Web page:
Thursday, December 2, 2021

Sudan Tribune

Plural news and views on Sudan

Sudan’s NCP hints at delaying the 2011 referendum over border demarcation

July 29, 2010 (KHARTOUM) — The ruling National Congress Party (NCP) today suggested that the 2011 referendum in South Sudan may have to be delayed until the border demarcation process is completed.

referendum.jpg“That is a condition for all referendums around the world that might lead to the creation of a new sovereign state,” Ibrahim Ghandour, a senior official of the National Congress Party (NCP), told Agence France Presse (AFP) today.

Ghandour added that failure to agree on a border could lead to a new conflict and in a separate interview with the BBC gave examples of the conflict between Eritrea and Ethiopia.

Eritrea split from Ethiopia in 1991, but the two countries are still arguing and have fought over the precise border.

This week the Government of southern Sudan (GOSS) representative at the border commission Riak Degol said that it is impossible to complete the demarcation prior to the key vote early next year. He said that the panel will adjourn its activities until next October citing the rainy season which would affect the terrain and logistics.

The Sudan People Liberation Movement (SPLM) was quick to dismiss the condition set by the NCP to conduct the referendum.

“It is in the south’s interest, even more so than that of the north, to demarcate the border,” SPLM leading figure Luka Byong told AFP.

“But we must not confuse what is desirable with what is required,” underlining that it is not necessary to resolve the thorny border question before the vote.

Southern Sudan’s Regional Co-operation Minister Barnaba Benjamin told the BBC that linking the border issue with the referendum was “illogical and unacceptable”.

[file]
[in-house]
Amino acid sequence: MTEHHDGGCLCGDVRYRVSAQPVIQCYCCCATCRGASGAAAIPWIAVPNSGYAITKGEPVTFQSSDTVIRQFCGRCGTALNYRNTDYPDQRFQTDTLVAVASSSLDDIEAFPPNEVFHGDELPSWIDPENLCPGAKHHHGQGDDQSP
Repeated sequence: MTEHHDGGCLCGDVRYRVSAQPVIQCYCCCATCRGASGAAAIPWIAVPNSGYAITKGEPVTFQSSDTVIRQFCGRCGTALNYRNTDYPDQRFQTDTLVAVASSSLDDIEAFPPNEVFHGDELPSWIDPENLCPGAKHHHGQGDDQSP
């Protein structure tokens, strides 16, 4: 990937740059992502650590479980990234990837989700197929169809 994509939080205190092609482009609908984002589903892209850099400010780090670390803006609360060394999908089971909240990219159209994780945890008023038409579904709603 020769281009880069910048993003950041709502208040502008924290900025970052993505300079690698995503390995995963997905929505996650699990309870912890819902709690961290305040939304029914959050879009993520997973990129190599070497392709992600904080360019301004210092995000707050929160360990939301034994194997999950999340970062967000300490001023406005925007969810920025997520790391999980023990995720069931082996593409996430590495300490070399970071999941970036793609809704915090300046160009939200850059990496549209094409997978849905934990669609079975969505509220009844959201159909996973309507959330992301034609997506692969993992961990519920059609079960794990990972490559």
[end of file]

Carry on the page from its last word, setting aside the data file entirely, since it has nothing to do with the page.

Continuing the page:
He agreed that the border must be demarcated but said if this was not done by January, the referendum should still be held as planned.

The SPLM deputy Secretary General, Yasir Arman, said the NCP was not interested in holding the referendum on time.

In Washington, the U.S. administration said that the South is “entitled” to holding the referendum as planned.

“Under the Comprehensive Peace Agreement, South Sudan is entitled to a referendum in January. We are working hard with officials in Juba to prepare for that referendum. There is a lot of work to be done to create the right conditions for the referendum to be successful. Border demarcation is one of those issues. We are – we’ve been working hard on that for some time. We hope it can be resolved before the referendum. But South Sudan is entitled to a referendum in January, and we hope that it will happen on schedule” State Department Spokesman PJ Crowley told reporters on Thursday.

Crowley stressed that the NCP needs to cooperate with the South and the international community to complete the referendum.

“[R]ather than trying to put conditions on the referendum, it would be far better for Sudan to cooperate fully, resolve the issues – and there are a number of them – that need to be resolved prior to January. But we believe that these issues can be satisfactorily addressed so that the referendum can happen in January as is planned” he said.

The referendum on southern independence is a key provision of a 2005 peace deal which ended a more than two-decade war between north and south Sudan, a conflict in which two million people were killed.

Most observers expect an overwhelming vote by Southerners for independence driven by bitter memories of the civil war and feeling of marginalization by the Arab-Muslim dominated North.

(ST)